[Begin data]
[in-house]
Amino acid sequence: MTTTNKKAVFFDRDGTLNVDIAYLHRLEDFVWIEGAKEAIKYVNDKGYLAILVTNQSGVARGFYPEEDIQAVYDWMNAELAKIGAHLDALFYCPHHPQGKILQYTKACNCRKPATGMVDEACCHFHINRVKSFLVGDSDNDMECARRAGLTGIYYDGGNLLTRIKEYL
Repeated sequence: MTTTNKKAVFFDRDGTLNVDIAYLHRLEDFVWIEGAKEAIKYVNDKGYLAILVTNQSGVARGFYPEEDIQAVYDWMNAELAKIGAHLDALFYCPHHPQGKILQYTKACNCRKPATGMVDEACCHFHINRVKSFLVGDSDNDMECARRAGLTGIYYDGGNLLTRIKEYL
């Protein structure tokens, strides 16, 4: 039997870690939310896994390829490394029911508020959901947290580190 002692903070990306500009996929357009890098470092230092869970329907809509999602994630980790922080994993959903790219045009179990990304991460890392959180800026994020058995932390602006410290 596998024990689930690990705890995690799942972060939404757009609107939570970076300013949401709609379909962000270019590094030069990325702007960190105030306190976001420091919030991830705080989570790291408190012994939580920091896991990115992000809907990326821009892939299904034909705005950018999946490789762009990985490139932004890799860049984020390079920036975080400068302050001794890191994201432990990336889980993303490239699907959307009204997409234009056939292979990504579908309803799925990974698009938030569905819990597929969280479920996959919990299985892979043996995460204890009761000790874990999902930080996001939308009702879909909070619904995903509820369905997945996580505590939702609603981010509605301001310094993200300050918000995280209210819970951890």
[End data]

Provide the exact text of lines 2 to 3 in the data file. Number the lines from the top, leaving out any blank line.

Amino acid sequence: MTTTNKKAVFFDRDGTLNVDIAYLHRLEDFVWIEGAKEAIKYVNDKGYLAILVTNQSGVARGFYPEEDIQAVYDWMNAELAKIGAHLDALFYCPHHPQGKILQYTKACNCRKPATGMVDEACCHFHINRVKSFLVGDSDNDMECARRAGLTGIYYDGGNLLTRIKEYL
Repeated sequence: MTTTNKKAVFFDRDGTLNVDIAYLHRLEDFVWIEGAKEAIKYVNDKGYLAILVTNQSGVARGFYPEEDIQAVYDWMNAELAKIGAHLDALFYCPHHPQGKILQYTKACNCRKPATGMVDEACCHFHINRVKSFLVGDSDNDMECARRAGLTGIYYDGGNLLTRIKEYL